Beyer Remarks on a Year of Coronavirus — “A year ago today Virginia’s first case of coronavirus was confirmed at Ft. Belvoir in Fairfax County. I remember it like it was yesterday, a frightening time. We’ve lost so many people since then, as the country endured misery and hardship. But we are going to beat this virus.” [Twitter]
Plant-Based Cottage Bakery Coming to Del Ray — “Soon, Del Ray residents and visitors will be able to follow their noses to a new place for flaky croissants and more: Le Petit Grump. The cottage bakery is starting small – really small, in fact. Owner Mel Gumina’s 437-square-foot home in Del Ray is the place where the magic has been happening for months as Gumina perfects her pastries in anticipation of a springtime opening.” [Gazette]
Capital Bikeshare Comes to West End — “West End: Another @bikeshare station has been installed…on Taney Ave., near Howard St. More stations on the way…” [Twitter]
Art Adorns Alexandria Trails in New Public Art Initiative — “Artist Cristina Fletcher spent Thursday moving ladders and hanging colorful birds from trees along Holmes Run Trail in Alexandria’s West End. She is one of three artists installing public art exhibitions on Alexandria park trails as part of a grant program from the Alexandria Commission on the Arts.” [Alexandria Living]
Today’s Weather — “Sunny skies. High 54F. Winds NW at 5 to 10 mph… Mostly clear skies. Low 37F. Winds light and variable.” [Weather.com]
New Job: Youth Soccer Coach — “Soccer Shots blends soccer, education, and fun into high energy 30-minute sessions to kids ages 2-8 throughout the DC/MD/VA area. You’ll laugh. You’ll break a sweat. And you’ll go home at the end of the day knowing that you made a difference.” [Indeed]
Famed Jewish Songstress Dies in Alexandria at 97 — “Singer, songwriter, guitarist and accordionist Flory Jagoda worked hard to preserve the music and language she inherited from her Sephardic Jewish ancestors in her adopted American home. Named a National Heritage Fellow by the National Endowment for the Arts in 2002, she died on Jan. 29 at age 97 in Alexandria, Va. at a long-term memory care facility, according to an obituary placed by her family.” [NPR]
Virginia American Water Identifies Source of Water Main Break — “The issue on S Whiting Street was identified to be a broken valve which has been repaired. We are slowly restarting service and it may already be on for some customers. We anticipate it will be fully restored within two hours.” [Twitter]
Alexandria Mindfulness Educator Training Police — “”We think officers could have some benefit in wellness course training. This course introduces strategies to regulate emotional states in a trauma-sensitive way, planting the seed of mindfulness, with the hope that they will continue to learn about it more in-depth later.” [Zebra]
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Today’s Weather — “Mostly sunny skies (during the day). High 52F. Winds NW at 10 to 20 mph… Mainly clear (in the evening). Low 26F. Winds NW at 10 to 20 mph.” [Weather.com]
New Job: Youth Soccer Coach — “Soccer Shots blends soccer, education, and fun into high energy 30-minute sessions to kids ages 2-8 throughout the DC/MD/VA area. You’ll laugh. You’ll break a sweat. And you’ll go home at the end of the day knowing that you made a difference. It may be tough but coaching our children will be one of most rewarding things you ever do. Apply today to be our friend and their hero.” [Indeed]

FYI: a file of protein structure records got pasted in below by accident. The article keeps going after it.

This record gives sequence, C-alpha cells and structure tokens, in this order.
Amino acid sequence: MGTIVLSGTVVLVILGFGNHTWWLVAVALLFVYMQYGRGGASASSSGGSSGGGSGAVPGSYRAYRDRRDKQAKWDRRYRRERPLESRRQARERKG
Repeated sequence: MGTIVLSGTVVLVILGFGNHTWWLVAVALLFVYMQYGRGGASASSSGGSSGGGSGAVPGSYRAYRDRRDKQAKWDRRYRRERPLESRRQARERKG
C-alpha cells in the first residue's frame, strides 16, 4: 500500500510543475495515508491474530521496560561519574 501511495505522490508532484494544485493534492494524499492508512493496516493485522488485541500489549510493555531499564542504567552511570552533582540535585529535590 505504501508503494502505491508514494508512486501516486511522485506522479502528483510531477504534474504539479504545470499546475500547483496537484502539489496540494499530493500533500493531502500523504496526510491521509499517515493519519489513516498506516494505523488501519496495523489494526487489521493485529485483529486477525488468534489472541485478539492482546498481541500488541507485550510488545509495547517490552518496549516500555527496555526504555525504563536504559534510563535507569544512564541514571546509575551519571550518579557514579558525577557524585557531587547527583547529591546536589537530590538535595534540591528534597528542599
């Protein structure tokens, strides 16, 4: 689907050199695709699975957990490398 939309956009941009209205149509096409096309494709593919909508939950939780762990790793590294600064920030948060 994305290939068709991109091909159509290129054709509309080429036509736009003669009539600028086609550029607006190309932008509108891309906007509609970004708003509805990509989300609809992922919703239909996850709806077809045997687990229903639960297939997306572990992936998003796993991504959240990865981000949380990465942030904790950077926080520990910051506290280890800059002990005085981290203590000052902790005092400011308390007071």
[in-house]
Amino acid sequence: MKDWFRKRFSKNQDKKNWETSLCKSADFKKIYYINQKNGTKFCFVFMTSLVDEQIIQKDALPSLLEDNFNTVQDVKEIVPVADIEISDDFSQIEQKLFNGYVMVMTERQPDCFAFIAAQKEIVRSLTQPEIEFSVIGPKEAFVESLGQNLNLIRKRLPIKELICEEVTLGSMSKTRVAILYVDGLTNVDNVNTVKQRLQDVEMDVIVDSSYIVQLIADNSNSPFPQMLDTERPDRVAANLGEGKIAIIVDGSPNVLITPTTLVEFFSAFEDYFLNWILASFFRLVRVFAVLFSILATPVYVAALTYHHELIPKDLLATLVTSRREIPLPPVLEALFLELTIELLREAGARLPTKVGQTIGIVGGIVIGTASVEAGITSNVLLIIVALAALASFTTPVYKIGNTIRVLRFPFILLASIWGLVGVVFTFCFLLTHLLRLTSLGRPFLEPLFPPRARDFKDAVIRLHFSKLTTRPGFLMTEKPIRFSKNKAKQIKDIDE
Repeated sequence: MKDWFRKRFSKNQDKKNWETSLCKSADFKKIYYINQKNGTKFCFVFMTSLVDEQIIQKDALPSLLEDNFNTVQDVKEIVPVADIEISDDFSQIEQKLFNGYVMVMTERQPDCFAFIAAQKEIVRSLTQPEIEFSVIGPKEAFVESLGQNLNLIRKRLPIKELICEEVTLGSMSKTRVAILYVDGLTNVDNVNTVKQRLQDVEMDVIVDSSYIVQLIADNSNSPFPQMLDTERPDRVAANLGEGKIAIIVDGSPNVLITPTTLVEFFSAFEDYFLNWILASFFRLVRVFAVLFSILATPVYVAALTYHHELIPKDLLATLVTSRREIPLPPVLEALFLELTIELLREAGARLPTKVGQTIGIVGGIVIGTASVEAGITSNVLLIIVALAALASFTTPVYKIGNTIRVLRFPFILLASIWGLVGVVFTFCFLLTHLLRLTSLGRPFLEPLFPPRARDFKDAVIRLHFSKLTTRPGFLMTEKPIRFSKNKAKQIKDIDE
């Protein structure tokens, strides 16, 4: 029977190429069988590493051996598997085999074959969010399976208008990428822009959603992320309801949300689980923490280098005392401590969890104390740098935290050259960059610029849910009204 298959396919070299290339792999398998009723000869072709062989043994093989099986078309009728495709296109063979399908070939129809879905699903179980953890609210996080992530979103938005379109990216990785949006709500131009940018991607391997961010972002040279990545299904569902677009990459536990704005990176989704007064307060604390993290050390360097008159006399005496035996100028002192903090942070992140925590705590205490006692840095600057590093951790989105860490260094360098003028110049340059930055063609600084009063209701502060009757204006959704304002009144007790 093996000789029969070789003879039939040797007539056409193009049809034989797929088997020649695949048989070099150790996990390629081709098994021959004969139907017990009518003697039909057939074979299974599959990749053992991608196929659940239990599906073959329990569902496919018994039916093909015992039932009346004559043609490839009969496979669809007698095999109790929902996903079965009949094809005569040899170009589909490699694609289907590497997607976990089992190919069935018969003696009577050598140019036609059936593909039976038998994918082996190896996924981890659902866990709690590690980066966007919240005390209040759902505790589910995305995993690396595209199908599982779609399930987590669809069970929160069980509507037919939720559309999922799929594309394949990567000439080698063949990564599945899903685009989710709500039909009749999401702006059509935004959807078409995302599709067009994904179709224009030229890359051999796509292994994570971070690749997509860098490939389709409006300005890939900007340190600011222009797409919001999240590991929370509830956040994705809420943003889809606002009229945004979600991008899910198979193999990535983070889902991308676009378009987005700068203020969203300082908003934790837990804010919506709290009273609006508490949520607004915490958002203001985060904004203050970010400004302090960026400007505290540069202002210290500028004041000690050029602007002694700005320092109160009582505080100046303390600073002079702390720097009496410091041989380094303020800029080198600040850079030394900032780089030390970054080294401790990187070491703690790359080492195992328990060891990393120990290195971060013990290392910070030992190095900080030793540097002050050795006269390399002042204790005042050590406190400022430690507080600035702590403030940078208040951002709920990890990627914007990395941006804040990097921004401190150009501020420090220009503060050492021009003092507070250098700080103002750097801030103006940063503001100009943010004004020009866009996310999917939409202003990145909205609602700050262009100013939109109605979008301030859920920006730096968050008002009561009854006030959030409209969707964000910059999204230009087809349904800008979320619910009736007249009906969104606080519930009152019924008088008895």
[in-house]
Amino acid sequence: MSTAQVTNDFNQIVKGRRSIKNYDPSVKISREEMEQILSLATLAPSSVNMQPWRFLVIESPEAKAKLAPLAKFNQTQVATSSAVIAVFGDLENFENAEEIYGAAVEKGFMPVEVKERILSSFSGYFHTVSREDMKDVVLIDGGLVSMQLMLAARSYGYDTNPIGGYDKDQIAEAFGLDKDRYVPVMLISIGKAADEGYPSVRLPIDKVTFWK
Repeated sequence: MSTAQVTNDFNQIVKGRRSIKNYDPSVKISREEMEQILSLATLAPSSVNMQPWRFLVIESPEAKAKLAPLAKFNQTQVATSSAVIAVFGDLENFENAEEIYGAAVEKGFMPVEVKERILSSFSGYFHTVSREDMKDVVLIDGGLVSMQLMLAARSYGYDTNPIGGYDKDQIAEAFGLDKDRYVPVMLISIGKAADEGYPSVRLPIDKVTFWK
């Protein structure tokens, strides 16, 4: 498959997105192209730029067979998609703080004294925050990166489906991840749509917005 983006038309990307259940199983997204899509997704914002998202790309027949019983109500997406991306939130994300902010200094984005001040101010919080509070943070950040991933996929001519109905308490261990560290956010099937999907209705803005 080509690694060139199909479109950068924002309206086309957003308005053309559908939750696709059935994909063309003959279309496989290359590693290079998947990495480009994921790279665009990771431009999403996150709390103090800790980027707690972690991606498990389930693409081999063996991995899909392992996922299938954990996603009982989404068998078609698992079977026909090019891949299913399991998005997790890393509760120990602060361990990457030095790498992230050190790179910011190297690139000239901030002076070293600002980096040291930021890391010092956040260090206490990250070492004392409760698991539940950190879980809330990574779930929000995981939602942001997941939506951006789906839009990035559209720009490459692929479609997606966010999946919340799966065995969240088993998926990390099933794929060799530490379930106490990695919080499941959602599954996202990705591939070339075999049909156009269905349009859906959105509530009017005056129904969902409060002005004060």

“Alexandria Soccer returned to play in fall 2020 and is operating under guidance from the City of Alexandria and the local health department,” the organization said on its website. “While we are thrilled to offer our tournament series at this time we will continue to operate with the safety of participants as our number one priority.”
The tournaments are scheduled for:
- Boys and Girls ages 13-19 — March 6-7, $900-$975 per team
- Boys ages 9-12 — March 13-14, $775-$850 per team
- Girls ages 9-12 — March 20-21, $775-$850 per team
Registration for each tournament closes a month before the tournament.
Alexandria Soccer has a list of guidelines aimed at mitigating the threat of COVID-19, like one spectator per participant and no physical contact between players like handshakes or high-fives. While some steps can help reduce the likelihood of COVID-19’s spread, sporting competitions like soccer are still considered a potential risk.
“If a tournament is cancelled due to COVID-19 please note that full refunds will be provided,” Alexandria Soccer said. “With this risk free policy we encourage you to apply early so that schedules can be created in a timely manner. (If your team needs to pull out of the tournament for any reason, the regular cancellation policy will be observed.)”
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Beyer Says Trump Trashed George H.W. Bush For Being Shot Down in WWII — “Trump referred to former President George H. W. Bush as a ‘loser’ for being shot down by the Japanese as a Navy pilot in World War II (Bush escaped capture, but eight other men shot down during the same mission were caught, tortured, and executed by Japanese soldiers).” [Twitter]
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Alexandria Soccer Association Starts Nine-Week Course — “The Alexandria Soccer Association introduced ASA School+, a nine-week educational program for students in kindergarten through fifth grade, according to a news release.” [Alex Times]
Story Time: Sheriff’s Deputy Reads ‘Ten Apples Up On Top’ — “We would not, could not resist another Dr. Seuss classic! So this week Deputy Sahar Sherzai is reading ‘Ten Apples Up On Top.'” [Facebook]
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Beyer Calls Out Trump Directive to Census Bureau — “A clear violation of the United States Constitution, which spells out in the 14th Amendment that ‘Representatives shall be apportioned among the several States.. counting the whole number of persons in each State..'” [Twitter]
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New Job: Youth Soccer Coach — “Prior soccer experience is not required. We only require the passion for positively impacting children’s lives through the love of sports and fitness. Valid driver’s license and access to personal vehicle Must be at least 18 years of age.” [Indeed]